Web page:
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So all in all, it’s a great Valentine’s for Takeo. The next day, he gets one more surprise (as do we!) when a very pleased-looking Mariya presents both him and Suna with obligation chocolate, a day after Valentines out of respect for Rinko. After she takes her leave Suna says she’s a good person, and that people who fall for Takeo—his sister, Rinko, Mariya—tend to be good people.

That gets Takeo thinking that a good person is what Suna needs, not just some fangirl who thinks it’s cool to talk shit about his friend. And as they shuffle off to class, someone who is potentially another one of those good people watches them go from around the corner…a silver-haired girl who must’ve given Suna chocolates. Could love finally be on the horizon for our boy Suna? I’d be down for that!

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Ore Monogatari!! – 19

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For most of the run of this tremendously touching and often uproariously funny show, Gouda Takeo has been portrayed as both a mensch (a person of honor and integrity) and an Übermensch (a goal for humanity to set for itself, given form). Yamato certainly sees him as a virtually flawless mate.

Yet when Yamato gets to sit with Takeo’s tough (and very pregnant) mom Yuriko, she—and we—get an entirely new perspective on Takeo. His mom still sees him as a little kid who will run out in the street and get killed if you don’t stop him. She’s also pretty confident Takeo is a wimp, in that he, like his father, worries about her too much.

Yuriko is basically handing her grown son on to another woman so she can care for him. She’s teaching Yamato a valuable lesson that she already intrinsically understands: Takeo is tough and strong about some things, but not definitely not everything. That’s where she comes in: just as his mom did, Yamato needs to protect him.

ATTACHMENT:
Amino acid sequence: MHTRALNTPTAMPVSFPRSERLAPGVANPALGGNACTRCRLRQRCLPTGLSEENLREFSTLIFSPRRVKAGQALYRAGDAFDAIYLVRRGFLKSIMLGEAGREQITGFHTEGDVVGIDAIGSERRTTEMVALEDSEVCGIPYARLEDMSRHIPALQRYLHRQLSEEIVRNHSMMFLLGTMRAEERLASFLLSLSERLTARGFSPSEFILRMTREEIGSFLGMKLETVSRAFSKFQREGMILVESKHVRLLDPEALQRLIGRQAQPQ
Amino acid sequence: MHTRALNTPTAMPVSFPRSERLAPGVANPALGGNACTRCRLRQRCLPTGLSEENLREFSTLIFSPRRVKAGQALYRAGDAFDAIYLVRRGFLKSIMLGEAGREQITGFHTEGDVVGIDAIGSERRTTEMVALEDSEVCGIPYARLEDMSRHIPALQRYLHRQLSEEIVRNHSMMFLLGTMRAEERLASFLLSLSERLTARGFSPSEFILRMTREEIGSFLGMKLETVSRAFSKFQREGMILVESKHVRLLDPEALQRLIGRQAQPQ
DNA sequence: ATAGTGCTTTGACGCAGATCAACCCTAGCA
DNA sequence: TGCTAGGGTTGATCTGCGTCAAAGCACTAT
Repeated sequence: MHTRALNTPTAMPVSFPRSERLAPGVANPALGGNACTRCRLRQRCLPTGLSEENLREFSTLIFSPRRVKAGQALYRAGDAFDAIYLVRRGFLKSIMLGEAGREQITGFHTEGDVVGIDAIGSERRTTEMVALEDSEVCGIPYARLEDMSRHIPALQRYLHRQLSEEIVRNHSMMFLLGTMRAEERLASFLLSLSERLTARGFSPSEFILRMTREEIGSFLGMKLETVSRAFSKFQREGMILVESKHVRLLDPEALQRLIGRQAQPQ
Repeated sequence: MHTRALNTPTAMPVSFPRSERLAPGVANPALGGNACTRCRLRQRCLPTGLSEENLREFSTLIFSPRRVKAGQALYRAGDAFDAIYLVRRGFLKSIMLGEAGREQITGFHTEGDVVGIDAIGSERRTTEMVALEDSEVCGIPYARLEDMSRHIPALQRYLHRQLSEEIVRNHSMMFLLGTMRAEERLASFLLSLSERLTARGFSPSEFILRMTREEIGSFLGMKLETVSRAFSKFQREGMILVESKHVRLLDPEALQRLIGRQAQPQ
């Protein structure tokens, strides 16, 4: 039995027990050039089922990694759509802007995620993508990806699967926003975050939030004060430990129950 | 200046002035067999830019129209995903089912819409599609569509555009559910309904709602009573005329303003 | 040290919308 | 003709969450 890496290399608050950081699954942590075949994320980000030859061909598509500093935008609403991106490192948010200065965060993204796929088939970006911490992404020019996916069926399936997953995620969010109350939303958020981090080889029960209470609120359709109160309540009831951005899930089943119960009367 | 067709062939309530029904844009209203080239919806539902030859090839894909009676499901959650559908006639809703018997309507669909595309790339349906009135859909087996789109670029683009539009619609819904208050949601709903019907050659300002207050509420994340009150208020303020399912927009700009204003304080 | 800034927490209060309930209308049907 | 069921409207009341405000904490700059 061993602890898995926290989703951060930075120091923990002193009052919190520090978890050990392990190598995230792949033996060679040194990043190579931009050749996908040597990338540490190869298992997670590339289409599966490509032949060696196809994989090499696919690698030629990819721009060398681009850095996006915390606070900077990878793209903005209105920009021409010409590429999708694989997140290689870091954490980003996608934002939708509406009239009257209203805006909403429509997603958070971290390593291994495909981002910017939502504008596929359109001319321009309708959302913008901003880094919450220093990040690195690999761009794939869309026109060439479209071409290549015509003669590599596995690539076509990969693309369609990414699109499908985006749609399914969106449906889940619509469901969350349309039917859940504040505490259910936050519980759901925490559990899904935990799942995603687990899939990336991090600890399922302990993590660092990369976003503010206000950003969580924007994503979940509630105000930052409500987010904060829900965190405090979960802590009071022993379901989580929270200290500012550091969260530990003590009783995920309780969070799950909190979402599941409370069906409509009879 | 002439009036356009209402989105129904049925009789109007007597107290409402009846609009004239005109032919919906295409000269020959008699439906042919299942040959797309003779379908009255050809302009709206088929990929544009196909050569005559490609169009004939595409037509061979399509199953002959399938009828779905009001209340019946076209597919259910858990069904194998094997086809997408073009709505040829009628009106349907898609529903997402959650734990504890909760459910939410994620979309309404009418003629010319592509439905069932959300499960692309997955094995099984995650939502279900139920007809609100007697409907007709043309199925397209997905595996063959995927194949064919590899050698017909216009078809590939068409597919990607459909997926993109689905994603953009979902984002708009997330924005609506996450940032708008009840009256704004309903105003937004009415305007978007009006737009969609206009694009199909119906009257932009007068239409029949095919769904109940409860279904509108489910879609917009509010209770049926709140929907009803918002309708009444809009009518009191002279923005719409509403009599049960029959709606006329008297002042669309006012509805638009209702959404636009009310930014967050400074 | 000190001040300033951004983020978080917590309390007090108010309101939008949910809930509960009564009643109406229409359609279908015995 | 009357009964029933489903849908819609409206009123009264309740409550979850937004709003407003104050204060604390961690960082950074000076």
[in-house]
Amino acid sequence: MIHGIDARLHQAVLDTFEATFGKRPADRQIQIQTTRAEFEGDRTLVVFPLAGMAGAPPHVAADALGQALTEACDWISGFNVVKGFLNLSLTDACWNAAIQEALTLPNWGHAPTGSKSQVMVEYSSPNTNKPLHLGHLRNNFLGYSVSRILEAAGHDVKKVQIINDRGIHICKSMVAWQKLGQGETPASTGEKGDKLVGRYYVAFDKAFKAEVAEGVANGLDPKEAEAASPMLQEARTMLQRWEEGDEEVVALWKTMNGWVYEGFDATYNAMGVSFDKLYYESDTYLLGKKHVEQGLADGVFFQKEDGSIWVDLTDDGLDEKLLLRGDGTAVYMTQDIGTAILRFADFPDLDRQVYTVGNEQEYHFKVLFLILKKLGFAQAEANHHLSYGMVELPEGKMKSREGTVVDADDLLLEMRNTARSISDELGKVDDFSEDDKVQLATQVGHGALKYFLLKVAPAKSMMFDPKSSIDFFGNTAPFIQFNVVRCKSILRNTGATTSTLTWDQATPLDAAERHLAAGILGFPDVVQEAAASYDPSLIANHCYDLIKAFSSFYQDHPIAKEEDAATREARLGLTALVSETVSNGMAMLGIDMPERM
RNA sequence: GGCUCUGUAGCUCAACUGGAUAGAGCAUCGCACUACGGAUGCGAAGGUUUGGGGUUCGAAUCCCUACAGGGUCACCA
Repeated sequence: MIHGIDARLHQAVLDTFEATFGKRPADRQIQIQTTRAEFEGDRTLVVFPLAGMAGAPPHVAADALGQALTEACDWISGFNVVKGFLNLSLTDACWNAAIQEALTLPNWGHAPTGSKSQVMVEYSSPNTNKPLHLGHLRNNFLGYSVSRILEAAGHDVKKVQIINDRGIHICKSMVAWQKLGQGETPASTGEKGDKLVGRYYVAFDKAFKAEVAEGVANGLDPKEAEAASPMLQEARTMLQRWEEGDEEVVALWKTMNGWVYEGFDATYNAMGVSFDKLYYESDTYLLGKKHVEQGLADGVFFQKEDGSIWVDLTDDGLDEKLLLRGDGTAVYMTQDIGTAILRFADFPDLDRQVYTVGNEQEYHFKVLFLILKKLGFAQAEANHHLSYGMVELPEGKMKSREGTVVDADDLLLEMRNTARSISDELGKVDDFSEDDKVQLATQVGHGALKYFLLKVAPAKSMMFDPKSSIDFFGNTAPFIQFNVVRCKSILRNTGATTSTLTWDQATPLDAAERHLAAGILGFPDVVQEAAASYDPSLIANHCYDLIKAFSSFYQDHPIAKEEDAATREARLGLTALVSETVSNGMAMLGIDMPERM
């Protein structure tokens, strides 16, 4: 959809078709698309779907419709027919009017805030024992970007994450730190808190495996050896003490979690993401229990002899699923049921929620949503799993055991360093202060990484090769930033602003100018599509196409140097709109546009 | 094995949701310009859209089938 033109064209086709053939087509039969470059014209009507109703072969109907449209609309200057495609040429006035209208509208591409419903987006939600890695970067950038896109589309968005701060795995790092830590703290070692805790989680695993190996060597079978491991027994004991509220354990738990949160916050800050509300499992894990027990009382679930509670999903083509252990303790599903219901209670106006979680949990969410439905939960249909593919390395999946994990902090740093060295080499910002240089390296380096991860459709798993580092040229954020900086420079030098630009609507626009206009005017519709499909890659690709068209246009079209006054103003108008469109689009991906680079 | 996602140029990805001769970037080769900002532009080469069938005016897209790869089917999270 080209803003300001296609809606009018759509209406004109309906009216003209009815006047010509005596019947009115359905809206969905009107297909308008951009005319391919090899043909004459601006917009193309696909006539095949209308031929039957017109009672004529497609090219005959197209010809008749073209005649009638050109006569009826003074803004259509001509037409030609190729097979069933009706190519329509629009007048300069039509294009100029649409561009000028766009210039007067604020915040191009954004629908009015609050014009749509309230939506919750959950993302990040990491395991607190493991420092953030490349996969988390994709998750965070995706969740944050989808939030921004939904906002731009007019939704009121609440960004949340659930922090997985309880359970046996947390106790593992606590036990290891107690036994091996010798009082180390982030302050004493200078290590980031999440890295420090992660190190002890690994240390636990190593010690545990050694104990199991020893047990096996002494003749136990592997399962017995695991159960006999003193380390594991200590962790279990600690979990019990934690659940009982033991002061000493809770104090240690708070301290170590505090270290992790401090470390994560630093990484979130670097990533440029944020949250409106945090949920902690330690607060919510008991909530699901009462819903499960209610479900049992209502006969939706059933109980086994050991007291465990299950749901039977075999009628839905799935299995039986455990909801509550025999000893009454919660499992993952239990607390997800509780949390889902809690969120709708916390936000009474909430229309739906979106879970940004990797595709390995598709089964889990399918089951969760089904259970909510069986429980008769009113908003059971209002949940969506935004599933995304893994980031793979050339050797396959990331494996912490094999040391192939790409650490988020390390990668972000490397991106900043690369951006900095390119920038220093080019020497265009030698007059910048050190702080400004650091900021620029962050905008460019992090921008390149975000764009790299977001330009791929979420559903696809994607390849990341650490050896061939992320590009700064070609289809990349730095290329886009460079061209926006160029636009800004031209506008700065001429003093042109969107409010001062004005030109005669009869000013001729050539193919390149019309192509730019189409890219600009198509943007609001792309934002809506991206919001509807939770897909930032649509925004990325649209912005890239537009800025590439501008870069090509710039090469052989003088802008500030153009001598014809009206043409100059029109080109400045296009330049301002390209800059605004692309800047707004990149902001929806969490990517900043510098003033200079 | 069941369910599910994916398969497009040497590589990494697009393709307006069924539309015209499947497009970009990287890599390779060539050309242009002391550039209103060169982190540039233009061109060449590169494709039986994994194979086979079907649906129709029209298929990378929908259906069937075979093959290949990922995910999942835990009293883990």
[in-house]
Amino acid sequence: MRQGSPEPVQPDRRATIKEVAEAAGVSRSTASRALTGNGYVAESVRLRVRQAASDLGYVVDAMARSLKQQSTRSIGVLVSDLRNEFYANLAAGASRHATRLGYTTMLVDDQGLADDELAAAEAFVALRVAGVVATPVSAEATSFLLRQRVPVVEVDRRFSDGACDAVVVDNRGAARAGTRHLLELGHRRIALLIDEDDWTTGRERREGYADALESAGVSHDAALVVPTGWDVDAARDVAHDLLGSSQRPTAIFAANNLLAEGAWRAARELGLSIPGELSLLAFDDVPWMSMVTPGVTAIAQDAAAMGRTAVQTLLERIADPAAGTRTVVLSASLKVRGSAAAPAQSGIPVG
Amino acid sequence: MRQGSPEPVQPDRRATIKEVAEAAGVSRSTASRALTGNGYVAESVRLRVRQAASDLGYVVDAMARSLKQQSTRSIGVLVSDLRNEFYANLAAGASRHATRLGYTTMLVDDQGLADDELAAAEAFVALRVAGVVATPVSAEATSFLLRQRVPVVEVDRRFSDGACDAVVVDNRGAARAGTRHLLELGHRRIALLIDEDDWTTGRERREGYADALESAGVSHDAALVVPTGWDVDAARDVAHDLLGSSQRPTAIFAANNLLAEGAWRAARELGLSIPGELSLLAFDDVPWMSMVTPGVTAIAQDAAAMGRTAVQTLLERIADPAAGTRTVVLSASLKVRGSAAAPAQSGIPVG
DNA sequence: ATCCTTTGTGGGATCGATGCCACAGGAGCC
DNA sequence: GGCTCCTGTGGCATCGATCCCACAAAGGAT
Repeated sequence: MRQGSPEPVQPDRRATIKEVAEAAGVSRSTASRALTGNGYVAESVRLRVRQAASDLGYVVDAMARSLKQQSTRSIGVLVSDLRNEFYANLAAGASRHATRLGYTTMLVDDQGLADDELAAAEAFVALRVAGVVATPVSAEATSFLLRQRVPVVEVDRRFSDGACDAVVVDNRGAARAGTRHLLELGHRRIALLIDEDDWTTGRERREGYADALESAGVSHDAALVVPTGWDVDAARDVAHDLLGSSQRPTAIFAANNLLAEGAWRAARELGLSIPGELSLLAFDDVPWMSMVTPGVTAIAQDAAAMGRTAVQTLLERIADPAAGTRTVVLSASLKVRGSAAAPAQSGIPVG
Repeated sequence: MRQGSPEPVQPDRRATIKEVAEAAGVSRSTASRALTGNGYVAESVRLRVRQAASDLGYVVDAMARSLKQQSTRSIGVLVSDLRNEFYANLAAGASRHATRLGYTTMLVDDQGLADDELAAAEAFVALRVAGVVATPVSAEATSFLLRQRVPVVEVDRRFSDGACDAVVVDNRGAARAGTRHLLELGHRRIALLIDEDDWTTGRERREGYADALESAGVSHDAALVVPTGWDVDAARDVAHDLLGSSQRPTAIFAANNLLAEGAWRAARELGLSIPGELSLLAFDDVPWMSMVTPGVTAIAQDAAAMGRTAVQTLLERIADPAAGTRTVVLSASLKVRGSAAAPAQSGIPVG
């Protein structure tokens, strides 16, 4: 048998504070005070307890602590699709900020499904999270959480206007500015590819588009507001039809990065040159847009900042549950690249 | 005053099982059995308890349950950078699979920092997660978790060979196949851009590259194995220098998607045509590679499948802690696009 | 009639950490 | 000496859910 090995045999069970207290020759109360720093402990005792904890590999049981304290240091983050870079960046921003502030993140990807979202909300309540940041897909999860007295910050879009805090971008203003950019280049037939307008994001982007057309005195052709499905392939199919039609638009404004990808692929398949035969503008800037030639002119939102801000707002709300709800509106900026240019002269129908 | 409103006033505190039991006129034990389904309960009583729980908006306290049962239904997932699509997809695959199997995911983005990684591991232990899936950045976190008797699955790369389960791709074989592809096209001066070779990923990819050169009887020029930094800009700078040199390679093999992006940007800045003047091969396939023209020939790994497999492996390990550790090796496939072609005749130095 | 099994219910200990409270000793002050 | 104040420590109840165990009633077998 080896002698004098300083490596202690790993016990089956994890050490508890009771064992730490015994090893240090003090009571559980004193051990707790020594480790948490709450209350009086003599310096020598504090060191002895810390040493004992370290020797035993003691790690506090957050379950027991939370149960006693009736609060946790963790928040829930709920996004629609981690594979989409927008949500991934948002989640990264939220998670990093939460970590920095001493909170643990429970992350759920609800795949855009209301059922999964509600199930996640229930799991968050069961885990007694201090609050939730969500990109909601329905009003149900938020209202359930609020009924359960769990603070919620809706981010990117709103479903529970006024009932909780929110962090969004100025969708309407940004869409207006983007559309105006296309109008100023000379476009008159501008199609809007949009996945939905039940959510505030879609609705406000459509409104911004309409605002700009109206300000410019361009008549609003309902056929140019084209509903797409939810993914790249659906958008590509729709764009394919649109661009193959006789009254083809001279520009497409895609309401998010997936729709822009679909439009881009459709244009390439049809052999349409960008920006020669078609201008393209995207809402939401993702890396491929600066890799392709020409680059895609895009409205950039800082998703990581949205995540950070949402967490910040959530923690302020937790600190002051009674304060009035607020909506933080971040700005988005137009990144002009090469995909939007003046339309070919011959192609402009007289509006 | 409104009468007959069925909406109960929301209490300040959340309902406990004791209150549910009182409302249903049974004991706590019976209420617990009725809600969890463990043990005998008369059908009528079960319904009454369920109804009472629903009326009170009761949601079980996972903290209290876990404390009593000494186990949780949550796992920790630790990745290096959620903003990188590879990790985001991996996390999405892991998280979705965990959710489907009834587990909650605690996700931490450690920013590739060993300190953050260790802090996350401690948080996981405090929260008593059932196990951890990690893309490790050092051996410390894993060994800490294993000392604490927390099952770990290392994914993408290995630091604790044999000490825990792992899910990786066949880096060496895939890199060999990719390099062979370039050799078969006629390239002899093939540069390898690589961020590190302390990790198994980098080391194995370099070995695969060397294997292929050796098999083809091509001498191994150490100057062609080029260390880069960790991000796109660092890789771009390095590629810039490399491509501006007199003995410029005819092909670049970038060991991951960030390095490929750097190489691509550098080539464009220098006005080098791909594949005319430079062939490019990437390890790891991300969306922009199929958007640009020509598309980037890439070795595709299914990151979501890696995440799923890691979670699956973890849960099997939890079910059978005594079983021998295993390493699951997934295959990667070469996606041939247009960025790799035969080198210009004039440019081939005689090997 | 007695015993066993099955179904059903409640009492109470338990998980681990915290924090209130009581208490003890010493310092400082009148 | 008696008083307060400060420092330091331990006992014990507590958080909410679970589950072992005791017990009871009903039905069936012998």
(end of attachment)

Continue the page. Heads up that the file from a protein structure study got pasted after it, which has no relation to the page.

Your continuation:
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In Takeo’s cool dad’s flashback, we see that Yuriko has always been tough and selfless, putting herself in danger to spare others pain, a big part of being a mom. Those qualities made her future husband fall for her right then and there. Yuriko isn’t overestimating her abilities when she keeps a fellow pregnant woman from falling down steps, she’s acting reflexively.

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Yet the rescue ends up hurting Yuriko, and when Takeo has to get her in a cab to go to the hospital, we see the weakness she still sees in her boy: he kinda falls apart. It’s thanks to Suna that things don’t get worse. Takeo may be great at saving strangers, but when it’s his mom, who he’s always seen as an invincible, indomitable force of nature, in trouble, his worry overwhelms him and prevents quick and rational decisions.

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When we see Yamato during these trying times for Takeo, she’s never frowning or outwardly worried, but has her usual cheerful, glowing smile. She goes to Takeo’s and cooks dinner for him. She comforts him with a simple touch of his arm, like a magical girl. She takes care of him, in a preview for how things will be for the formal hand-off (i.e. marriage one day). Yamato may be much twee-er than Takeo’s mom, but she shows she’s just as tough and able to protect Takeo.

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Witnessing these strong women around him inspires Takeo to pull himself together. When his mom gives the wheelchair meant for her to another mother going into labor, Takeo picks his mom up and carries her to the delivery room, surprising her. It’s a gesture that makes her realize he’s not a dumb little kid anymore; he has grown up a little, and he’ll keep growing up into a good man, a good big brother, and if all goes well with Yamato, a good husband and father as well. I’m sure as hell pullin’ for him!